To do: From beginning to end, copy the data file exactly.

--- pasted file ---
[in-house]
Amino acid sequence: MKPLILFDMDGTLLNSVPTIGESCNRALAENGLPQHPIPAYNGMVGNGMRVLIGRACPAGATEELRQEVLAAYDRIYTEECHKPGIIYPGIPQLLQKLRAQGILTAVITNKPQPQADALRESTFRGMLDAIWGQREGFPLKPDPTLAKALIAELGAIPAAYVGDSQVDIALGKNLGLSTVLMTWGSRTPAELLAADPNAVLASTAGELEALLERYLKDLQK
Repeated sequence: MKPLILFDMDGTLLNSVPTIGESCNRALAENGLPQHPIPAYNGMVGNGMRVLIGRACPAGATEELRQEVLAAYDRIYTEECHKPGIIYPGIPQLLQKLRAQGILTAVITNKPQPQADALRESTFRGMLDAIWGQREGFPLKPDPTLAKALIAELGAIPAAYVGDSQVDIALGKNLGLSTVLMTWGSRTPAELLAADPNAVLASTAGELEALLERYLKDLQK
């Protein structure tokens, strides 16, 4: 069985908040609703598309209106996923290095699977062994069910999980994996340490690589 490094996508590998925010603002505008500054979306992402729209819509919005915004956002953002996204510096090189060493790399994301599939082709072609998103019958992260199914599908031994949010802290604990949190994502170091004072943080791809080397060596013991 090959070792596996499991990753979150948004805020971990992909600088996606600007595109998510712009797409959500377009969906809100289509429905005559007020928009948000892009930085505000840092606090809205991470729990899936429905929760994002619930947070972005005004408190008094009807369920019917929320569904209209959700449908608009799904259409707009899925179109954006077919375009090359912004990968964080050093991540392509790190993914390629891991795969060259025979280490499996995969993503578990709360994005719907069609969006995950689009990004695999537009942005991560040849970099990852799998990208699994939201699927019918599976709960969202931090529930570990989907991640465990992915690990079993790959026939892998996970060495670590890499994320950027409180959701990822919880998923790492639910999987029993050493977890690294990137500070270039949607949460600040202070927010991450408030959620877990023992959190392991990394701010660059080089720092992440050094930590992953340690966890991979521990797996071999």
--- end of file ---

[in-house]
Amino acid sequence: MKPLILFDMDGTLLNSVPTIGESCNRALAENGLPQHPIPAYNGMVGNGMRVLIGRACPAGATEELRQEVLAAYDRIYTEECHKPGIIYPGIPQLLQKLRAQGILTAVITNKPQPQADALRESTFRGMLDAIWGQREGFPLKPDPTLAKALIAELGAIPAAYVGDSQVDIALGKNLGLSTVLMTWGSRTPAELLAADPNAVLASTAGELEALLERYLKDLQK
Repeated sequence: MKPLILFDMDGTLLNSVPTIGESCNRALAENGLPQHPIPAYNGMVGNGMRVLIGRACPAGATEELRQEVLAAYDRIYTEECHKPGIIYPGIPQLLQKLRAQGILTAVITNKPQPQADALRESTFRGMLDAIWGQREGFPLKPDPTLAKALIAELGAIPAAYVGDSQVDIALGKNLGLSTVLMTWGSRTPAELLAADPNAVLASTAGELEALLERYLKDLQK
């Protein structure tokens, strides 16, 4: 069985908040609703598309209106996923290095699977062994069910999980994996340490690589 490094996508590998925010603002505008500054979306992402729209819509919005915004956002953002996204510096090189060493790399994301599939082709072609998103019958992260199914599908031994949010802290604990949190994502170091004072943080791809080397060596013991 090959070792596996499991990753979150948004805020971990992909600088996606600007595109998510712009797409959500377009969906809100289509429905005559007020928009948000892009930085505000840092606090809205991470729990899936429905929760994002619930947070972005005004408190008094009807369920019917929320569904209209959700449908608009799904259409707009899925179109954006077919375009090359912004990968964080050093991540392509790190993914390629891991795969060259025979280490499996995969993503578990709360994005719907069609969006995950689009990004695999537009942005991560040849970099990852799998990208699994939201699927019918599976709960969202931090529930570990989907991640465990992915690990079993790959026939892998996970060495670590890499994320950027409180959701990822919880998923790492639910999987029993050493977890690294990137500070270039949607949460600040202070927010991450408030959620877990023992959190392991990394701010660059080089720092992440050094930590992953340690966890991979521990797996071999």